I was perusing the
interfaces file in the path
/etc/network/ on a Ubuntu 12.04 LTS laptop that is connected to the wireless network and noticed that there are no entries. Why is that?
I am able to browse to websites, access emails, etc
That file is for an antiquated network configuration method which is deprecated (meaning that it is only used if you specifically disable its replacement and enable it).
The reason it was deprecated is that it's not very customizable or configurable. For instance, you can't supply WiFi passwords this way. You can't configure Bluetooth or VPN connections. You can't configure cellular broadband modems. You also can't change the configuration dynamically at runtime, and any graphical interface that attempts to adjust it at runtime is doomed to failure because of the wonky configuration file it uses.
The replacement is called NetworkManager. This is a piece of infrastructure (a daemon and some utilities and libraries) that allows individual applications, the desktop, and the hardware to interface together to manage and understand your network configuration. It does this way better than the old way used to.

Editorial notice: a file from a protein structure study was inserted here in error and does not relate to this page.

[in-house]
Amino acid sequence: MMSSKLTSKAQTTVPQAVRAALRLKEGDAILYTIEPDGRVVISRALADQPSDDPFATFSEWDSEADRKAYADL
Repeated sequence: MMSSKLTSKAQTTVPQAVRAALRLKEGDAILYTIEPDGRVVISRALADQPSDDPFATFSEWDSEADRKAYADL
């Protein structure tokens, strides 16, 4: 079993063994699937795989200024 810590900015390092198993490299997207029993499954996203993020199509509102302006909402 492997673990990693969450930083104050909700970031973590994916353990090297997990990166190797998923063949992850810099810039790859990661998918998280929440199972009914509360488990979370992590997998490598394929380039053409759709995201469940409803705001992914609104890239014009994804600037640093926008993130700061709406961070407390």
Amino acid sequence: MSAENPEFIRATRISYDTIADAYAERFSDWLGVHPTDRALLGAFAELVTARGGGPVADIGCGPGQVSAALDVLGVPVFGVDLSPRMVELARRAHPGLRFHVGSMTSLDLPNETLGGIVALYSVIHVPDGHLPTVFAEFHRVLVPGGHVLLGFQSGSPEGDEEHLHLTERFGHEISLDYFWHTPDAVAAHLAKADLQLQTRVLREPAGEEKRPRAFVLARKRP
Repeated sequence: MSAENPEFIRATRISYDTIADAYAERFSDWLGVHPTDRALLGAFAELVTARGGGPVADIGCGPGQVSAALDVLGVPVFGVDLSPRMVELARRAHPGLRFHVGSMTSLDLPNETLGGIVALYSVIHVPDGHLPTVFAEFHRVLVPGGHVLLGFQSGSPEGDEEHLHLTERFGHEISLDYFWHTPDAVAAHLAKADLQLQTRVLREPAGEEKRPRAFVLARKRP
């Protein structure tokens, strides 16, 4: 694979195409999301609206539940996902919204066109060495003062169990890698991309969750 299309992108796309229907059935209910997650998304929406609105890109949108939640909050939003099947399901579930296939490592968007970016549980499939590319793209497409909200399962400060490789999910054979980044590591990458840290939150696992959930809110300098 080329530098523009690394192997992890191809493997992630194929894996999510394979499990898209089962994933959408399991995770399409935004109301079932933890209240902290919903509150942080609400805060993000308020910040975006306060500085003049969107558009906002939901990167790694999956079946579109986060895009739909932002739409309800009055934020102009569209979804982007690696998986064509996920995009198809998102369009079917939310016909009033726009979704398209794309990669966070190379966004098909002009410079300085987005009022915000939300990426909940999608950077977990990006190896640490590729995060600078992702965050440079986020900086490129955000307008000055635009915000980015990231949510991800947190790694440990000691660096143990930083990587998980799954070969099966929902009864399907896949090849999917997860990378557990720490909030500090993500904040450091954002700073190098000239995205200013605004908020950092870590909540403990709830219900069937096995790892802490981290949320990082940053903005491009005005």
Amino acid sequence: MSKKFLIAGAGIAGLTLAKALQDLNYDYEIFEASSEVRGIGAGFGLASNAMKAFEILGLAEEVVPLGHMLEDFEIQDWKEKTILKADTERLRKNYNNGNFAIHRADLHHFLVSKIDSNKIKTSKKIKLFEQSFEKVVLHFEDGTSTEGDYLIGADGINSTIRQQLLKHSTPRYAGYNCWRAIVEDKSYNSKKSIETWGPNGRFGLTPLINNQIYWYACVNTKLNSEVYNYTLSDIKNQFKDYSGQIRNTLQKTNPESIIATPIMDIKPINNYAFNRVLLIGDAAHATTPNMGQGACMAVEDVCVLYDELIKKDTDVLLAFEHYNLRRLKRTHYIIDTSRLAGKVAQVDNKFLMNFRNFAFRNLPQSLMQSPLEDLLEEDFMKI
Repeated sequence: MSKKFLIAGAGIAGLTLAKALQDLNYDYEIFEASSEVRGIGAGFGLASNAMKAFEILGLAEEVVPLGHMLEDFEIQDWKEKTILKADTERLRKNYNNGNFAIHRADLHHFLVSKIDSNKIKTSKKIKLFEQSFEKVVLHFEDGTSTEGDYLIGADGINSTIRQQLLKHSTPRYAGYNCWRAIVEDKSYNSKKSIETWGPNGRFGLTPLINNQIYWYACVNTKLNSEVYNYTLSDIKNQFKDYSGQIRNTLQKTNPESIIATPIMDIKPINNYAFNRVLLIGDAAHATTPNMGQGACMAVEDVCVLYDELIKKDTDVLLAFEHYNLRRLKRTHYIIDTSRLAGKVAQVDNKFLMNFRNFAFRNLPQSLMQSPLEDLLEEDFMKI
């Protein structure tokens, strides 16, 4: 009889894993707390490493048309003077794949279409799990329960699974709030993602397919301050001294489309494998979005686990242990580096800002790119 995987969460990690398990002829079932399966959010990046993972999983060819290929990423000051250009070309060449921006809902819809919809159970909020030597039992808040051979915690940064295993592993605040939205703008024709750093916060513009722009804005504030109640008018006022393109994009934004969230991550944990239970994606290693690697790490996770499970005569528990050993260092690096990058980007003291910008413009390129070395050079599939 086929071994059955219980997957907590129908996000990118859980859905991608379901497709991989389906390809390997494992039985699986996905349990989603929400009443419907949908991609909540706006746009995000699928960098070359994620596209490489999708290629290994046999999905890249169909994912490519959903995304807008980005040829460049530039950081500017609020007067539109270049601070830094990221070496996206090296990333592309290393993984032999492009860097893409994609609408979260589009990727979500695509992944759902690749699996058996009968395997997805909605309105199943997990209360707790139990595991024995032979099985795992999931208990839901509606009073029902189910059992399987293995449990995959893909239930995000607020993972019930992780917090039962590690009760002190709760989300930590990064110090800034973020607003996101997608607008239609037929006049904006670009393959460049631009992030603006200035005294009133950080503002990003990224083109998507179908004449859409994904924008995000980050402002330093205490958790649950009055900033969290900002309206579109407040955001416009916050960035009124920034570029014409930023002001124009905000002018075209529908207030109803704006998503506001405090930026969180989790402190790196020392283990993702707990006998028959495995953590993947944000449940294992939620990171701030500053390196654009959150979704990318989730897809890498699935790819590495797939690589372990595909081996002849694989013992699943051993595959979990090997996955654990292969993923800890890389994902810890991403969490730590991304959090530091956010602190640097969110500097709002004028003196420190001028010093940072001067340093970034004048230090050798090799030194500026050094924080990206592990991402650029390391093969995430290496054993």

To modify NetworkManager configuration from the console without a graphical user interface, check out the following manpages:
The NetworkManager configuration data itself is stored in GConf or GSettings (depending on the version of NetworkManager). Note that GSettings is a Gnome 3.0 configuration database interface that provides various "backends", which may include GConf, or the "preferred default" as of Gnome 3.0, which is Dconf. The exact details depend on which version of NetworkManager and which Gnome packages you are using.
Depending on the complexity of your configuration, it may be necessary to directly manipulate the GConf or GSettings data from the command line if
If you don't have the console package(s) already installed to access the required commands, and don't have internet access, your only real solution is to install the packages from external media -- a CD, floppy, flash drive, or similar.